Opinion | Consider plant-based alternatives to dairy milk

By Maggie Knutte, Columnist

Grocery store aisles these days are filled with tons of different brands and types of a single product. It can be tricky to decide which one is the best to get. You might find yourself coming across new alternatives that are created to cater to different diets and dietary restrictions — leaving you puzzled about what to purchase. 

One of these classic household items is the foundation of all dairy products: milk. Cheese, yogurt and ice cream are just a few foods created by cows. Dairy milk has been the most common type of milk for the longest time. 

A 2019 survey done by the International Dairy Foods Association showed that 86% of adults prefer dairy milk over other kinds of milk. In more recent years, plant-based milk such as almond and oat milk has become more popular among Americans. But what separates dairy milk from plant-based milk?

One thing many people will compare when browsing the milk selection at their local grocery store is cost. In the United States, the average retail price of conventional whole milk in 2022 is $4.33 per gallon. Plant-based milk is often more expensive than dairy, as the additives and ingredients hold more value than milk straight from the cow. For example, nuts tend to have small yields — and therefore a low supply. This causes nuts to have higher prices, so products like almond milk tend to be more costly.   

High costs are often associated with higher quality goods. Plant-based milk, usually the more costly option, can offer nutrients that dairy milk cannot. Additionally, since plant-based milk is made from a combination of a plant and water, it is often more hydrating than dairy milk. 

There are also benefits of plant-based milk inherent to the fact that they’re made of plants. This can include fewer calories, more potassium, lower fat, more vitamins and (in some cases) even more calcium than dairy milk. 

Sometimes dairy milk also is not an option. Between 30 and 50 million adults suffer from lactose intolerance in the United States alone — not to mention those who have dairy allergies. Compared to other dairy products, milk unfortunately has the highest lactose content. For these people, plant-based milk is a blessing. Milk is a versatile food, as it is not used just for drinking, but also in many dishes, drinks and many baked goods.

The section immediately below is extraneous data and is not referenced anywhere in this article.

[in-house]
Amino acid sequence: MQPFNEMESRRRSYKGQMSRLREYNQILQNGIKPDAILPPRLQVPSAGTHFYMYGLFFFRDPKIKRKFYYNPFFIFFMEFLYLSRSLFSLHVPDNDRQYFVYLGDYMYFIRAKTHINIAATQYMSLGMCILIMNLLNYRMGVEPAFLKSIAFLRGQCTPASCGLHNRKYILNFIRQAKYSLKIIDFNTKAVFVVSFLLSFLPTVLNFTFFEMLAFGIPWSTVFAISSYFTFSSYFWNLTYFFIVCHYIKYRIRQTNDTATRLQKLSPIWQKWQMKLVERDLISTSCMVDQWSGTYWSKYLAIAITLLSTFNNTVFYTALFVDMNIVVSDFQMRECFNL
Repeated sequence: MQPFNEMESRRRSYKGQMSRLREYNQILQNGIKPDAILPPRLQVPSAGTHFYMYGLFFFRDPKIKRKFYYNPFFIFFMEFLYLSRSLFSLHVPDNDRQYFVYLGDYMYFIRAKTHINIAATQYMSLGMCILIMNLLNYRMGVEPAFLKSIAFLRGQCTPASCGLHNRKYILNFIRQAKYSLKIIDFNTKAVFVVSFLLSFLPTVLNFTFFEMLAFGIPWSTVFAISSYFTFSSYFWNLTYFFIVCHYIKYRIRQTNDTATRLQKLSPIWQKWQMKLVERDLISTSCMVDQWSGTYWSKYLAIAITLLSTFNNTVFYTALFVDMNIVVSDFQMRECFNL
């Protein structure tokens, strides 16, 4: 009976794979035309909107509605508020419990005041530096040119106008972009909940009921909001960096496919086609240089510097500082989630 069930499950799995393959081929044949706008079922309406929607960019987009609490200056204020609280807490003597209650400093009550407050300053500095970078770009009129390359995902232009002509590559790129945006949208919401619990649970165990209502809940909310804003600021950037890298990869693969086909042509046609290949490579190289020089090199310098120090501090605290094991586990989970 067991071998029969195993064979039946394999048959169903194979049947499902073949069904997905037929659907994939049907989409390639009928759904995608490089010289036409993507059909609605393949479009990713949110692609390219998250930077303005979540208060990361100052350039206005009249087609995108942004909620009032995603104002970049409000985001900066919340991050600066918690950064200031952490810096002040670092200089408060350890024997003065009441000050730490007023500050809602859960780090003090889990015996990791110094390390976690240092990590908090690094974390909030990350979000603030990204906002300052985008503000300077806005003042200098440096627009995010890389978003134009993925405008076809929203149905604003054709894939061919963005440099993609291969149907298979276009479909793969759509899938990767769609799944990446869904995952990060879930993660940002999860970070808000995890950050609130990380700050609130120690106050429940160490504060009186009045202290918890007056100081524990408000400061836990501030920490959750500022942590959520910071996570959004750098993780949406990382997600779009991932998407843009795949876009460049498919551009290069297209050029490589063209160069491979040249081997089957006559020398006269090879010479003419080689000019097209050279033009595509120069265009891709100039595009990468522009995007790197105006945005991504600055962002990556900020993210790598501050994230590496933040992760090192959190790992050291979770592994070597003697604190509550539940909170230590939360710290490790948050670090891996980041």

The new milk alternatives also allow people to exclude milk from their diets by choice. For example, vegans cut all animal-based products out of their diet, so naturally, they don’t drink milk. Veganism is more prevalent than ever now. It can be a healthier alternative, while additionally addressing concerns about the use of pesticides, antibiotics, or the ethical treatment of the animals whose products are consumed. 

Some vegans also aim to decrease their carbon footprint. Cows are the leading agricultural contributor of greenhouse gas emissions, as they release methane regularly through belching. Dairy cows produce even more than beef cattle because they have longer lifespans on average. 

Choosing what type of milk to buy is a confusing process, especially with such a large variety present in every store. Trying out different kinds of milk is an udderly great way to find the milk that you are nuts about.

 

Maggie is a sophomore in LAS.

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